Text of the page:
The Absurd Relentlessness of ‘Tariff Man’

This week, Chrystia Freeland refused to categorically state that Ottawa would not give the green light to the United States-Mexico-Canada Agreement as long as Washington keeps tariffs on steel and aluminum.

But by declaring that maintaining tariffs “raises some serious questions about NAFTA ratification,” she gave the White House a serious warning. The American administration will surely read between the lines…

The warning by the Canadian minister of foreign affairs can be summarized as follows: these tariffs must disappear if the American president wants to resolve this issue and if consequently he wants to be able to show off during the next race for the White House and insist that he finally set Canada straight and rid the Americans of NAFTA.

Freeland was entirely right to dig in her heels. It is actually one of the best strategies we have to force America to exempt Canada from these tariffs that are, it must be said, irrational. They are irrational because they go against the very principle of the free trade agreement currently being renegotiated with our neighbors.

The U.S. signs an agreement condemning barriers that hinder commerce, yet simultaneously implements such boorish protectionism!

In doing so, Washington initiated hostility. Canada, seeing its steel and aluminum subjected to a 25% and 10% surcharge, respectively, really couldn’t do anything other than adopt retaliatory measures against the United States. (Last May, it was over $16.6 billion Canadian dollars in American imports.) And Freeland just announced that Ottawa seeks to make these measures more damaging to our neighbors. It’s cruel, but fair game.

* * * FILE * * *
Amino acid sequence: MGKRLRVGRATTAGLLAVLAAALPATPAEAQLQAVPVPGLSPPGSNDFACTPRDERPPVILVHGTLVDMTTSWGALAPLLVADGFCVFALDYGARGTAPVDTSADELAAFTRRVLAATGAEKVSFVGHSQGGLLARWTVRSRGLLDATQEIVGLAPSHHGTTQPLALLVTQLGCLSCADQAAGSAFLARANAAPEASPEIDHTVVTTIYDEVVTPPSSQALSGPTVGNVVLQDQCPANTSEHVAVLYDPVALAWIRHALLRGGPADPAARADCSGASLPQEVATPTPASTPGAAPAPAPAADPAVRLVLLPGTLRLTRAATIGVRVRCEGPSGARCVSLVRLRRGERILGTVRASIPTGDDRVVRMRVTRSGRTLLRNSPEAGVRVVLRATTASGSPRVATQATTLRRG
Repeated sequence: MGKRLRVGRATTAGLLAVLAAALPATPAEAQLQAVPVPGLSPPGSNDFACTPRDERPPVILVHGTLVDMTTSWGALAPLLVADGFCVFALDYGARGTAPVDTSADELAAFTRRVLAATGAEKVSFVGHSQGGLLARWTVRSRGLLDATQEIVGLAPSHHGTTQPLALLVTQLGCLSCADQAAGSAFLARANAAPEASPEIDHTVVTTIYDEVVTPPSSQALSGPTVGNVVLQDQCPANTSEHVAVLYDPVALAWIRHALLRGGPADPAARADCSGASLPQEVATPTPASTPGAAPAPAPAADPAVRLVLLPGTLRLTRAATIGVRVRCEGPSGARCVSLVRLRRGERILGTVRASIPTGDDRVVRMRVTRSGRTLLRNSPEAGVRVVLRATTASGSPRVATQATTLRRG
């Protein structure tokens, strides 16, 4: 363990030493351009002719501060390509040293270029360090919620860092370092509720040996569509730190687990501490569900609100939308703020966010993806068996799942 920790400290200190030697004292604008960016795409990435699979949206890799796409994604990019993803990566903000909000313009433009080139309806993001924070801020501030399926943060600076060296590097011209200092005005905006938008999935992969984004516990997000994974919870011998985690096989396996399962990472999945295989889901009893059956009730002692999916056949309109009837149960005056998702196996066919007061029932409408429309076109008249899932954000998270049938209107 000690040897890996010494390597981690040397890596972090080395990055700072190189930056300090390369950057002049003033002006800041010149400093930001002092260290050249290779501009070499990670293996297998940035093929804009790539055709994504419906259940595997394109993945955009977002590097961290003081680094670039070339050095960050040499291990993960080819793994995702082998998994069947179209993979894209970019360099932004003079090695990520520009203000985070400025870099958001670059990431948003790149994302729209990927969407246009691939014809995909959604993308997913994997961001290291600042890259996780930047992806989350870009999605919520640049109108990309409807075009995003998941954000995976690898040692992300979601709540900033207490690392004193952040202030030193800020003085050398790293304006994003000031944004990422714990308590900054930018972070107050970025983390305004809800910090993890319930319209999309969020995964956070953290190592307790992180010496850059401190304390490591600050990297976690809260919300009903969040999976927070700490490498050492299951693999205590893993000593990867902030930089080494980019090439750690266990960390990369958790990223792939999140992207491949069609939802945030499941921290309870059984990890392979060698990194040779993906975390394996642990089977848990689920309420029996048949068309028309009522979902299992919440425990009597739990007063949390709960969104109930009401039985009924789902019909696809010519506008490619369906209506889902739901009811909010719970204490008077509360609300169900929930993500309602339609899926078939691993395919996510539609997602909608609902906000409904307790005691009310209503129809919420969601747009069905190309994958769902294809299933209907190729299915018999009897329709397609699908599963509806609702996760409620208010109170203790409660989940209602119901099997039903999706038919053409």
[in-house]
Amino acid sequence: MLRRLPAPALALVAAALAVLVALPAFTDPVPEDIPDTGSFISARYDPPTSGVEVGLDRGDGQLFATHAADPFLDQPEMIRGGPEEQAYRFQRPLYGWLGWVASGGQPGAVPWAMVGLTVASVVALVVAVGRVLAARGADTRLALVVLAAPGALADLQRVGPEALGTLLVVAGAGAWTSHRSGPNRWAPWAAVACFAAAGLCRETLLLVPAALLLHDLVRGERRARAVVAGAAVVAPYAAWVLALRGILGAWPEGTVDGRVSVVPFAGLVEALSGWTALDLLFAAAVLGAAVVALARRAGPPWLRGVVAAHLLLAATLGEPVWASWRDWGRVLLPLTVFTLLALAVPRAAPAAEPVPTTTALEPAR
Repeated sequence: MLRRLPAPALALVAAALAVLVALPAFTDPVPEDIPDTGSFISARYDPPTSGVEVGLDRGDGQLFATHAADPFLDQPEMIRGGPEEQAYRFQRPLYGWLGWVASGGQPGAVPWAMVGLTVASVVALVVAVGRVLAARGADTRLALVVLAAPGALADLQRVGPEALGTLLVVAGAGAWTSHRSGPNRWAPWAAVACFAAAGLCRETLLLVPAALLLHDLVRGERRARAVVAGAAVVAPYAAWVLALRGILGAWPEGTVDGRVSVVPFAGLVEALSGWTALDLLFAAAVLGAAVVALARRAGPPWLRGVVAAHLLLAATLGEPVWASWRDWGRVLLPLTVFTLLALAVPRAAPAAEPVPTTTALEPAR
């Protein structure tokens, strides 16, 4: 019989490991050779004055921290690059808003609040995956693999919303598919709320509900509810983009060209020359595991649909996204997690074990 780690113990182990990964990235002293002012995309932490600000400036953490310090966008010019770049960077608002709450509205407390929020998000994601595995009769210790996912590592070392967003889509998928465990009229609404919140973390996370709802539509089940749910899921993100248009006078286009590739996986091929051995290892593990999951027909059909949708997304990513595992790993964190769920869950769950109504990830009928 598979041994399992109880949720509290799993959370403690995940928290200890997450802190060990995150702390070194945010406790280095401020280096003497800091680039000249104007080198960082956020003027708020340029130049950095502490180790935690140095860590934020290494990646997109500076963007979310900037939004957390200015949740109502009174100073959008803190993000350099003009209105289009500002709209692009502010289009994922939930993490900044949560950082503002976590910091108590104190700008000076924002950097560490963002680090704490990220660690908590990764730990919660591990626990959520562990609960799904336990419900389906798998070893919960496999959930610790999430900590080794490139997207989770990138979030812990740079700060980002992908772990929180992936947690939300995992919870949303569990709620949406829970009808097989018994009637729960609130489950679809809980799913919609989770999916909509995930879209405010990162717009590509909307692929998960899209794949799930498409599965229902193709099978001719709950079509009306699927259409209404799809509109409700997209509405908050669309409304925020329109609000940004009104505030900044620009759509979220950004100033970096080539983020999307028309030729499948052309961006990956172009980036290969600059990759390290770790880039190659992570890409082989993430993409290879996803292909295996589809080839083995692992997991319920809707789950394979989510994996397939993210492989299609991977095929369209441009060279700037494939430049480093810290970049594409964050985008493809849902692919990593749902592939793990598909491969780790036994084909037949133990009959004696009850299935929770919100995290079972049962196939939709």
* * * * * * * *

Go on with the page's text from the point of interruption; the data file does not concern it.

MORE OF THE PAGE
The American tariffs are also irrational because they penalize steel and aluminum producers as much as the numerous sectors that use them. And it’s not just Canada that’s suffering: they’re complaining on American soil as well. Last month, the U.S. Aluminum Association, together with its Canadian and Mexican partners, sent a letter to President Donald Trump denouncing these tariffs. The tariffs are “limiting access for North American aluminum producers to reach their suppliers and customers – and in some cases, their own subsidiaries and facilities,” they explained.

Additionally, the very justification for these tariffs is absurd. To impose them, Washington appealed to national security by citing Section 232 of the Trade Expansion Act. But how the hell can they seriously maintain that Canada’s steel and aluminum production is a risk factor for America?

The one supporting this relentlessness, as we know, is the American president. Last December, he even proudly named himself the “Tariff Man” on Twitter. A godsend for humorists and caricaturists, certainly, but they’re not laughing because it’s funny. Just look at Stephen Colbert make fun of “Tariff Man.”

Trump persists, even if prominent Republicans are now urging him to get rid of the tariffs. Such is the case of Chuck Grassley, Iowa senator and seasoned veteran of American politics, who publicly called for the elimination of tariffs before Congress can ratify the USMCA.

Will Trump yield? Hope springs eternal. But, alas, we also know that just because an initiative is illogical, it won’t stop the American president from defending it tooth and nail.

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